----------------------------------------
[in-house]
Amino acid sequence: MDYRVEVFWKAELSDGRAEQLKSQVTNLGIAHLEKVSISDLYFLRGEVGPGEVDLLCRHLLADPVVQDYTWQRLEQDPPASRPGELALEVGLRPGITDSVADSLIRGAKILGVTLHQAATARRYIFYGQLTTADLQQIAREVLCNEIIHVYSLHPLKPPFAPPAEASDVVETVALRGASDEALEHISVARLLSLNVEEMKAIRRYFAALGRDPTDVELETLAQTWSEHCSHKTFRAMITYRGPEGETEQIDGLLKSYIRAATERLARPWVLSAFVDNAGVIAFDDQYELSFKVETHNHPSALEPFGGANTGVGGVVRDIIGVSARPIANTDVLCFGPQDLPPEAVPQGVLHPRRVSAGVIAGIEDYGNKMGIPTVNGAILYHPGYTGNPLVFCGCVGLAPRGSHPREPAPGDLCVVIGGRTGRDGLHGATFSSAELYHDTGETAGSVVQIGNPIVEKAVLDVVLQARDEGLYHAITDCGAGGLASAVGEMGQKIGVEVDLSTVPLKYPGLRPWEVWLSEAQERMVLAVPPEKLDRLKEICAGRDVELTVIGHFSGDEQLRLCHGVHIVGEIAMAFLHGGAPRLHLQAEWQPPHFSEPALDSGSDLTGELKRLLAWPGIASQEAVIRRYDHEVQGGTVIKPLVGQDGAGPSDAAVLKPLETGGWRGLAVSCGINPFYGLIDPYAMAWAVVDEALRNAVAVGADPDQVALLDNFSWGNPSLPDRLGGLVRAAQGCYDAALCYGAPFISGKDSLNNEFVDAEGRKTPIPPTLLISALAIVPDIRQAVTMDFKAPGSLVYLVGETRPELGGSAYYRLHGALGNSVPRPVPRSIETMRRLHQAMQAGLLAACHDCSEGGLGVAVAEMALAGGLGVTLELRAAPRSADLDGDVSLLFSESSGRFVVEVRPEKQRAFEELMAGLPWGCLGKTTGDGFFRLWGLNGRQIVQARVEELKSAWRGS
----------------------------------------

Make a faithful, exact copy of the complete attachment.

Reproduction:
[in-house]
Amino acid sequence: MDYRVEVFWKAELSDGRAEQLKSQVTNLGIAHLEKVSISDLYFLRGEVGPGEVDLLCRHLLADPVVQDYTWQRLEQDPPASRPGELALEVGLRPGITDSVADSLIRGAKILGVTLHQAATARRYIFYGQLTTADLQQIAREVLCNEIIHVYSLHPLKPPFAPPAEASDVVETVALRGASDEALEHISVARLLSLNVEEMKAIRRYFAALGRDPTDVELETLAQTWSEHCSHKTFRAMITYRGPEGETEQIDGLLKSYIRAATERLARPWVLSAFVDNAGVIAFDDQYELSFKVETHNHPSALEPFGGANTGVGGVVRDIIGVSARPIANTDVLCFGPQDLPPEAVPQGVLHPRRVSAGVIAGIEDYGNKMGIPTVNGAILYHPGYTGNPLVFCGCVGLAPRGSHPREPAPGDLCVVIGGRTGRDGLHGATFSSAELYHDTGETAGSVVQIGNPIVEKAVLDVVLQARDEGLYHAITDCGAGGLASAVGEMGQKIGVEVDLSTVPLKYPGLRPWEVWLSEAQERMVLAVPPEKLDRLKEICAGRDVELTVIGHFSGDEQLRLCHGVHIVGEIAMAFLHGGAPRLHLQAEWQPPHFSEPALDSGSDLTGELKRLLAWPGIASQEAVIRRYDHEVQGGTVIKPLVGQDGAGPSDAAVLKPLETGGWRGLAVSCGINPFYGLIDPYAMAWAVVDEALRNAVAVGADPDQVALLDNFSWGNPSLPDRLGGLVRAAQGCYDAALCYGAPFISGKDSLNNEFVDAEGRKTPIPPTLLISALAIVPDIRQAVTMDFKAPGSLVYLVGETRPELGGSAYYRLHGALGNSVPRPVPRSIETMRRLHQAMQAGLLAACHDCSEGGLGVAVAEMALAGGLGVTLELRAAPRSADLDGDVSLLFSESSGRFVVEVRPEKQRAFEELMAGLPWGCLGKTTGDGFFRLWGLNGRQIVQARVEELKSAWRGS